In this article, the term “policy” refers to any organizationally
disseminated written directive—SOP, General Order, Policy and Procedure, etc. —or
whatever else its name in a given organization.]
enforcement work is not like most other professions. We’re not folding sweaters
at the Gap here. This isn’t refrigerator sales. In police work, injury and death
are constant concerns and massive liability exposures are around every corner. Particularly
in the high-risk, high-liability areas of law enforcement, things must be done
exactly right—just so. The stakes are too high to have it any other way.
dynamic that tends to assure proper individual and organizational behavior and
consequently acceptable outcomes is, first and foremost, written policy—directives
that make crystal clear what law enforcement officers can and can’t do and how the
organization will conduct itself. Use of force and emergency vehicle operation
are but two of the countless areas of law enforcement where, if things go
wrong, they can go terribly wrong. The first and most important control over
these matters is the policy guidance that organizations give their members and
the policy choices that precede them.
the absence of specific written directives, individual supervisors and trainers
become the organization’s de facto policy-makers. That might not be so bad if
they would all make the same, correct policy, which of course they won’t.
Instead, the rules will change at shift change and according to what day an
officer attends training—a clearly dysfunctional “system.” Officers must ask,
“Who’s working tonight?” so they can find out how to be that night—because what
Sergeant A wants is unacceptable to Sergeant B. Frustration is inevitable. It
is not having rules and standards that upsets people so much—in fact, the
highest morale is typically found in organizations with the highest standards—it
is inconsistency in the application of rules and standards.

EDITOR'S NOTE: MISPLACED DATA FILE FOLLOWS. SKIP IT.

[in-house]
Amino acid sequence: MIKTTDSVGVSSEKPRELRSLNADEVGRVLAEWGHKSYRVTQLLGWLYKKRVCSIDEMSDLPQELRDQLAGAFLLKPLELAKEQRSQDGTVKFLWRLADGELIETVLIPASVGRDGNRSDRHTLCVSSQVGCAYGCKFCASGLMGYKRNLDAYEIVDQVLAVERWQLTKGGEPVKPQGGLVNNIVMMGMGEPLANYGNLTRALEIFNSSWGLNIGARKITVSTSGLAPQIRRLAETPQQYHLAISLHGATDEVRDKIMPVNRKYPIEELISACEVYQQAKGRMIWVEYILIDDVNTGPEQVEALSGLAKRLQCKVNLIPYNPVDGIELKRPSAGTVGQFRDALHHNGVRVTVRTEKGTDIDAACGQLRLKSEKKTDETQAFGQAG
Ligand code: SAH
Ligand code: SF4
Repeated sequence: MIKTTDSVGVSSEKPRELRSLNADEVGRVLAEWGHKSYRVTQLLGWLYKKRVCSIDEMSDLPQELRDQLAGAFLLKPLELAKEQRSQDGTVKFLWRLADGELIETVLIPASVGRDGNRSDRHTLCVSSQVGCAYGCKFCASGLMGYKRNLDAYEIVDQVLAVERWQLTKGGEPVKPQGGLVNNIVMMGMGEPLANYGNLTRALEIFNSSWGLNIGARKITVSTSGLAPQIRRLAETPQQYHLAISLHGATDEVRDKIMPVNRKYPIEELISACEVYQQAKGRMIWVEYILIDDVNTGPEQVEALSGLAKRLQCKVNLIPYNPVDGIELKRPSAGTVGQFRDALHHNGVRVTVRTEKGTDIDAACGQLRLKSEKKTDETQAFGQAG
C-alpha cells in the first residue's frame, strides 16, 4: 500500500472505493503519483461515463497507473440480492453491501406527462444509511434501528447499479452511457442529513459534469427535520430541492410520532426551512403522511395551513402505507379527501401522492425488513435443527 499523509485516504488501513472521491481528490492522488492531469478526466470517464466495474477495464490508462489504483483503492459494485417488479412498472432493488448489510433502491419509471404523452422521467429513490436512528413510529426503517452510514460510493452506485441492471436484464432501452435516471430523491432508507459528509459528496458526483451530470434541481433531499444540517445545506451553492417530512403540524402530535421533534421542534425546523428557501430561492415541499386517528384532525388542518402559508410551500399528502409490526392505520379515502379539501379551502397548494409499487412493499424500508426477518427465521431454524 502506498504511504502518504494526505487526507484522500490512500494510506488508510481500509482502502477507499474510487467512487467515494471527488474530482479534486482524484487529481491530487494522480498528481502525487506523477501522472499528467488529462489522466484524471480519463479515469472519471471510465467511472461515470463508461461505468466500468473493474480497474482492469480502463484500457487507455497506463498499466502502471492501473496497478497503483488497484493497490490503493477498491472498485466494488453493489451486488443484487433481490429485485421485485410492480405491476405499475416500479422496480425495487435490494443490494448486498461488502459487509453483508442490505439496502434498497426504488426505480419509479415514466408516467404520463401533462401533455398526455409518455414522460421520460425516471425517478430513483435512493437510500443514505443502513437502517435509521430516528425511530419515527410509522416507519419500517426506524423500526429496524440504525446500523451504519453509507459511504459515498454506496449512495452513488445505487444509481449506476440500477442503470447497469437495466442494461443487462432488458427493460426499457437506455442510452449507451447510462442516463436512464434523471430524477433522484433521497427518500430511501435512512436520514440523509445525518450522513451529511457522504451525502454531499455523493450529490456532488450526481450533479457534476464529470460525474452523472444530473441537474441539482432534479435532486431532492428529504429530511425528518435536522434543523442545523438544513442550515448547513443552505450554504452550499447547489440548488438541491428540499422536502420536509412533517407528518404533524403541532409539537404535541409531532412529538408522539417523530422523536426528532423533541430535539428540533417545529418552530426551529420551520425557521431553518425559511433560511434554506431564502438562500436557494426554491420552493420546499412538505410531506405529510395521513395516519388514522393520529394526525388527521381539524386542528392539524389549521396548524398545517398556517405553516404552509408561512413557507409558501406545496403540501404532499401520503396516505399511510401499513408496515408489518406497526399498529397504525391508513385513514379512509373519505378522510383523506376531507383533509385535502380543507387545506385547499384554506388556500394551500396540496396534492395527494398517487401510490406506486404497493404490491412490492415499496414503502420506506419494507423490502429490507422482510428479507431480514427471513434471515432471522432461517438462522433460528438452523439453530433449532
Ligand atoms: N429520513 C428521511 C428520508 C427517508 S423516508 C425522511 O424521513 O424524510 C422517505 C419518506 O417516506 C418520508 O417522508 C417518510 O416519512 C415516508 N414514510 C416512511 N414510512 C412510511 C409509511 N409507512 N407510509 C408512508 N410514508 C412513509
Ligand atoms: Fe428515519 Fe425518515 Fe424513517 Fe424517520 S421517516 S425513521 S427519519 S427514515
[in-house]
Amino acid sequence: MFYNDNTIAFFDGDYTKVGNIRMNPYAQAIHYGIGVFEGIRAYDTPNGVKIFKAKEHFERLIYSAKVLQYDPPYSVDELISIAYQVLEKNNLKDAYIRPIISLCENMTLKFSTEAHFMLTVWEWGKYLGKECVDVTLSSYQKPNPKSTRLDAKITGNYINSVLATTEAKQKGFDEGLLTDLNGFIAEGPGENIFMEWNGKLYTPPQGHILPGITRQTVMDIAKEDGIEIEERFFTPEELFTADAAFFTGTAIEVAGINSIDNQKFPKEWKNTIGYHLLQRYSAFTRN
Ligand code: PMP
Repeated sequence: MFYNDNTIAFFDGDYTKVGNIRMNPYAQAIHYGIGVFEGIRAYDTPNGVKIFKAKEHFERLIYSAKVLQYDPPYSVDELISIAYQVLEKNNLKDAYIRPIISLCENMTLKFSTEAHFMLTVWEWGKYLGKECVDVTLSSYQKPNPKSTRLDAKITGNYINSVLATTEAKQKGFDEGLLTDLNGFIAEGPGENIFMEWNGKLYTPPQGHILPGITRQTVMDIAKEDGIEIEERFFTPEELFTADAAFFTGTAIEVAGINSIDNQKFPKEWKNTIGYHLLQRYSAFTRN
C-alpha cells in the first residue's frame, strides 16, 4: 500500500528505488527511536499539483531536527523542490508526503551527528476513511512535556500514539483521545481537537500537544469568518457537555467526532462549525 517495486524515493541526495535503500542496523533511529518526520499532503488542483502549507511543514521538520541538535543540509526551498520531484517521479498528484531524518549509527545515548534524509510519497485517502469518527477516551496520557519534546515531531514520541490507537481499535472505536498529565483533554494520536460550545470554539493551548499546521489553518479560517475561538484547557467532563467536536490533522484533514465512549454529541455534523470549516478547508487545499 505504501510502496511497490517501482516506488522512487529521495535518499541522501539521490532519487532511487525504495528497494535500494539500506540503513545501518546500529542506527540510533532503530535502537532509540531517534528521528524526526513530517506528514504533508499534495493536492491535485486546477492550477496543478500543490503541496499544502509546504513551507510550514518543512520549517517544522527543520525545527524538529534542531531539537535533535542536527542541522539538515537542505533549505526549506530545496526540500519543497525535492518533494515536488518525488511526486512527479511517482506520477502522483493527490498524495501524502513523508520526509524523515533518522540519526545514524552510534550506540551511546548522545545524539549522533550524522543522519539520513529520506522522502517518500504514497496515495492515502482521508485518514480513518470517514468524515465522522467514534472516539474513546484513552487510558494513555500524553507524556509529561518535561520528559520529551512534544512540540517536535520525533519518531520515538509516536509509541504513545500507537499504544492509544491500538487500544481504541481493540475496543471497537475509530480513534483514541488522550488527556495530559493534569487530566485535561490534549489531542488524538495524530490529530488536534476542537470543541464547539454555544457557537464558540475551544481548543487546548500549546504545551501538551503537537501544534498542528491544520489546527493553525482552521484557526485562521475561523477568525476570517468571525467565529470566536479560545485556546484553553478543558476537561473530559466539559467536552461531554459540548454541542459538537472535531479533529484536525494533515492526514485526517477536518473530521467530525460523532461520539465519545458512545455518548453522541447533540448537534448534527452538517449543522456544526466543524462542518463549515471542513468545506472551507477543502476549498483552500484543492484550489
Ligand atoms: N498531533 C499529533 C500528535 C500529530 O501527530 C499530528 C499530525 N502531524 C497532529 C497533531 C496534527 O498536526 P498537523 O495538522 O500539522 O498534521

use of written policies, representative of the organization’s aggregate wisdom
and appropriately applied and enforced
through correlated training, supervision and discipline, ensures that employees
and the organization itself are accountable to the standards contained in the
organization’s written guidance.
most law enforcement policy manuals have been created piecemeal over time,
often in direct response to specific negative incidents. Even then, they are
often manufactured by borrowing and using written directives from other police
organizations, sometimes without a great deal of philosophical consideration or
even reflecting on contained language which is obviously inapplicable to the
borrower agency. What they are not, typically, is the result of systematic and
comprehensive thought processes, guided by specialized expertise.
policy manuals, created in fits and starts by multiple administrations and many
part-time authors, are usually incomplete, out-of-date, poorly organized, badly
written, self-contradictory and sometimes extremely incorrect. The solution—the
way out—of these problems is initially a comprehensive policy manual overhaul
and subsequently very careful attention to its upkeep and maintenance. So,
hopefully sooner rather than disastrously later, the time comes to pay the
piper—to do and pay for the tedious and arduous careful work that should have
been done long, long ago, but wasn’t.
Detailed Policy vs. General Principles
problem with the short, general policy favored by many agencies is that it is
non-specific. Its generality typically also makes it vague
in its applications
. The devil is in
the detail, it is said, and certainly it is true here. It is relatively easy to
memorize, and often agree with, broad statements of principle. It is vastly
more difficult to understand how an organization expects those same principles
to be applied
to a broad spectrum of